2015 TMS Annual Meeting & Exhibition: Microstructural Processes in Irradiated Materials: Organized by Dane Morgan; Thak Sang Byun; Yasuyoshi Nagai; Zhijie Jiao; Kai Nordlund; Ming-Jie Zheng

Radiation can produce significant degradation in the properties of materials. An understanding of the microstructural changes occurring during irradiation is critical for the development of advanced materials as well as for modeling property changes. The scope of this symposium will focus on the microstructural changes occurring in solids during ion, electron, neutron, gamma ray or x-ray irradiation. This symposium, which is the 7th in a series of symposia held every two years since 2003, is intended to bring together researchers working on different materials systems and radiation induced phenomena so that similarities and differences in radiation effects can be compared and integrated. Materials of interest include all nuclear structural, fuel, and functional materials. Both experimental and theoretical studies are solicited with a particular emphasis on linking state-of-the-art modeling with experimental observation of materials microstructure and property evolution. Specific topics where contributions are encouraged include: - Defect generation, evolution and characterization - Radiation induced precipitation, amorphization, and recrystallization - In-situ studies of dislocation–radiation defect interactions - Phase stability, segregation, and diffusion - Radiation damage in fusion & fission reactor materials - Mechanisms of deformation and fracture in irradiated materials - Radiation effects simulation and evaluation techniques - Integrated phenomena in reactor core materials - Microstructural changes in metallic and ceramic fuels - Advanced ODS steels, austenitic and ferritic-martensitic steels - Refractory metals, carbon and ceramic materials

2015 TMS Annual Meeting & Exhibition: Nano- and Micro-Mechanical Measurements in Harsh Environments: Organized by Peter Hosemann; Jeffrey Wheeler; Verena Maier; Douglas Stauffer

Most materials are exposed to an environment different than that found in laboratory conditions, and it has been recognized that a material’s properties change based on the environment to which it is exposed. Therefore, understanding the mechanisms by which a material’s properties change in harsh environments (e.g. high and low temperatures, radiation, high strain rate deformation, and corrosive agents) is key to understanding materials behavior in service conditions. Nano- and Micro-scale material testing has been utilized to understand the basic phenomena of materials degradation and behavior. An obvious next step is to expand these valuable measurements to the environments that materials are exposed to during service conditions in order to study the synergistic effects between harsh environments and materials property degradation on the nano scale. The harsh environments materials experience can have a direct impact on the performance of nano-devices and nano-enabled energy systems for power, defense, and civil applications. For these reasons, we assert that we need to incorporate the environmental nano- and micro-mechanical measurement of materials, and we propose this symposium to accomplish this end. We are welcoming abstracts on materials evaluated using nano- and micro-mechanical measurements at low or high temperatures, chemical environments (gas, aqueous), radiation or any other harsh environment.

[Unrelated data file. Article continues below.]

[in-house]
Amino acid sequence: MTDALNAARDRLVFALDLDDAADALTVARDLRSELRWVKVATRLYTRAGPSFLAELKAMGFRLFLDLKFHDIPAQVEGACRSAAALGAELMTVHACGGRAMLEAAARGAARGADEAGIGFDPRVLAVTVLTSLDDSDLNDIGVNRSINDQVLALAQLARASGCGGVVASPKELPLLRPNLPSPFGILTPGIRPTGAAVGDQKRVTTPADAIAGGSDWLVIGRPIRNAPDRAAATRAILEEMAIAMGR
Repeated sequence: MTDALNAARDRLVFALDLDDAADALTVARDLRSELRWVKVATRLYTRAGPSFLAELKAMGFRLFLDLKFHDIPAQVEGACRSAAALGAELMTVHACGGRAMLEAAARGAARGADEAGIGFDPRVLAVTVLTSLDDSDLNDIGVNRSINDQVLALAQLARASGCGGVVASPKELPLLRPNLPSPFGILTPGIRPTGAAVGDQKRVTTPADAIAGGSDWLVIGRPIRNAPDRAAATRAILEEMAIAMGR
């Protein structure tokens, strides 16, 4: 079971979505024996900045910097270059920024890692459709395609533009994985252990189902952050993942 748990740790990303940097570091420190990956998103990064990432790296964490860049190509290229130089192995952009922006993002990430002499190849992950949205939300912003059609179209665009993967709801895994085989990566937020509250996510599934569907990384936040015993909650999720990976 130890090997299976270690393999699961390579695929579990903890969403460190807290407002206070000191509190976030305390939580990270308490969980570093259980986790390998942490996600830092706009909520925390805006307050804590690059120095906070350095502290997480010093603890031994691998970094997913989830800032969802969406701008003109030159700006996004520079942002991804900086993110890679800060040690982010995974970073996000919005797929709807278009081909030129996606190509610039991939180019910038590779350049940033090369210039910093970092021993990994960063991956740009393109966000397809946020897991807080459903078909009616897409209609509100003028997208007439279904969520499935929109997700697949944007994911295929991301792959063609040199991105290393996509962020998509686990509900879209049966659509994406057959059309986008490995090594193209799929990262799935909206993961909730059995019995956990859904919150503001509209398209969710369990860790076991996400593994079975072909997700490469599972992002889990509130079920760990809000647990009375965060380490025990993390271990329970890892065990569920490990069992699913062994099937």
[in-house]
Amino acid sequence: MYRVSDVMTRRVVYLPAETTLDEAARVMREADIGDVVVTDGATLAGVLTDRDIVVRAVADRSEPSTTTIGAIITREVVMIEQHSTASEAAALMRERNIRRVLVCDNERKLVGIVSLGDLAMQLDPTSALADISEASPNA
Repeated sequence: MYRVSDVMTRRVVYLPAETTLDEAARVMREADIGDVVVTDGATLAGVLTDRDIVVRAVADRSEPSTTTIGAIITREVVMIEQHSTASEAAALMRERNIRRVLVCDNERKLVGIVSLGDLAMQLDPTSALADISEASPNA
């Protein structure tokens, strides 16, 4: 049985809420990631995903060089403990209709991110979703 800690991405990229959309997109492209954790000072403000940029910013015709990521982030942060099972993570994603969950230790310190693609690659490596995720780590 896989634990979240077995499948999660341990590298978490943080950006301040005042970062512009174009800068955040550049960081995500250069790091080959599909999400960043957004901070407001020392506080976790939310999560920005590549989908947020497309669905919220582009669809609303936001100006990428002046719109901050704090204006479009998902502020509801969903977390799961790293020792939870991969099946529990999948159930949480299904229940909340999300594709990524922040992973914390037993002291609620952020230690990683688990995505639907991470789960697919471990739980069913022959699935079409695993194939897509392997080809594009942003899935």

2015 TMS Annual Meeting & Exhibition: Structural Materials, Heat Transport Fluids, and Novel System Designs for High Power and Process Heat Generation: Organized by Peter Hosemann; Peiwen Li; Kumar Sridharan; Bruce Pint

High temperature sources are desirable for a wide range of engineering and industrial applications. Many renewable energy systems have the potential to develop a heat source for desirable high temperatures. Especially with the development of new Nuclear Power (NP), Clean Coal (CC) concepts as well as Concentrating Solar Power (CSP) concepts with high temperatures for process heat, hydrogen generation or efficient energy storage become viable options. The push to higher temperatures (>750oC) increases the need for different heat transport fluids and raises the question of the limits of structural materials available and deployed today. Harsh environments (temperature, corrosion, stress from flow of heat transport fluids, time, cost, pressure and cyclic loading) make this application challenging for the materials deployed and the limit of what conventional materials may be exceeded. In this symposium, we are providing a platform for a thorough discussion of all materials aspects associated with high temperature heat transport systems especially deployed in CSP,NP and CC systems with a particular focus on the structural materials. We are inviting application oriented papers as well as fundamental scientific contributions associated with interaction of structural materials with novel heat transport fluids (liquid salt, liquid metal, hydrocarbon, supercritical steam, supercritical CO2, etc.) including new heat transfer design concepts . Mechanical strength, high temperature durability as well as corrosion resistance of structural materials in any of the environments listed are of interest. 1) Expected session topics include: Materials for very high temperature heat transport systems with novel heat transport media, including but not limited to liquid metal, salt, sand, supercritical CO2. 2) Materials in high temperature, high pressure water systems 3) High temperature properties of the structural materials, including thermal cycling 4) Fundamental aspects of chemistry control to prevent corrosion in these systems. 5) Materials needs for new heat transfer designs It is the intention to focus on the specific issues associated with this application with solid material science background and to explore potentially unusual solutions and approaches. This symposium intends to bring together applied materials engineers as well as basic material scientists.